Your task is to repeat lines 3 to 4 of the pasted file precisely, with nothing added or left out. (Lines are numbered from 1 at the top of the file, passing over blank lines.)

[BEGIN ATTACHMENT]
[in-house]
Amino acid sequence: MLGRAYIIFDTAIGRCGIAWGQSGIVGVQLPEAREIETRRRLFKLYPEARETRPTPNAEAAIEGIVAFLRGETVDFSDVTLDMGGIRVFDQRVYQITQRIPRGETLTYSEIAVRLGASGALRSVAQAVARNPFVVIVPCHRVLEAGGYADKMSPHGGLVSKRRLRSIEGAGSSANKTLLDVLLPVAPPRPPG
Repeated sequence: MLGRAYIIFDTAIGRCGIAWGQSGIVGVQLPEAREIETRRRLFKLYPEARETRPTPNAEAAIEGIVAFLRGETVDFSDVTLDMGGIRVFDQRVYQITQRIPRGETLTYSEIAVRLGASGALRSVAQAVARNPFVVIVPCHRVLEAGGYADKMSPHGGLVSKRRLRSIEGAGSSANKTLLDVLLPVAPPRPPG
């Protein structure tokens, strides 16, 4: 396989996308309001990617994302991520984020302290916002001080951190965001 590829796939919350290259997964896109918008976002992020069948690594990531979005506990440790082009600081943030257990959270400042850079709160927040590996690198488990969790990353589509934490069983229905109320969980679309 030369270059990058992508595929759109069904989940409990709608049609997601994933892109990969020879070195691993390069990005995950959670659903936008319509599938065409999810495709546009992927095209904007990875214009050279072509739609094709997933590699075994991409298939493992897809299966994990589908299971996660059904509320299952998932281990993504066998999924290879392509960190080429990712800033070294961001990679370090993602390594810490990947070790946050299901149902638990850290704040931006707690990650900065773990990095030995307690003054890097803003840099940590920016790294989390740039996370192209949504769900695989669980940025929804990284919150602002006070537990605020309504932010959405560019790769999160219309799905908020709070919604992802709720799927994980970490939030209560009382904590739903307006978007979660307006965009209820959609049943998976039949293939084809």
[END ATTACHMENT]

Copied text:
Repeated sequence: MLGRAYIIFDTAIGRCGIAWGQSGIVGVQLPEAREIETRRRLFKLYPEARETRPTPNAEAAIEGIVAFLRGETVDFSDVTLDMGGIRVFDQRVYQITQRIPRGETLTYSEIAVRLGASGALRSVAQAVARNPFVVIVPCHRVLEAGGYADKMSPHGGLVSKRRLRSIEGAGSSANKTLLDVLLPVAPPRPPG
């Protein structure tokens, strides 16, 4: 396989996308309001990617994302991520984020302290916002001080951190965001 590829796939919350290259997964896109918008976002992020069948690594990531979005506990440790082009600081943030257990959270400042850079709160927040590996690198488990969790990353589509934490069983229905109320969980679309 030369270059990058992508595929759109069904989940409990709608049609997601994933892109990969020879070195691993390069990005995950959670659903936008319509599938065409999810495709546009992927095209904007990875214009050279072509739609094709997933590699075994991409298939493992897809299966994990589908299971996660059904509320299952998932281990993504066998999924290879392509960190080429990712800033070294961001990679370090993602390594810490990947070790946050299901149902638990850290704040931006707690990650900065773990990095030995307690003054890097803003840099940590920016790294989390740039996370192209949504769900695989669980940025929804990284919150602002006070537990605020309504932010959405560019790769999160219309799905908020709070919604992802709720799927994980970490939030209560009382904590739903307006978007979660307006965009209820959609049943998976039949293939084809």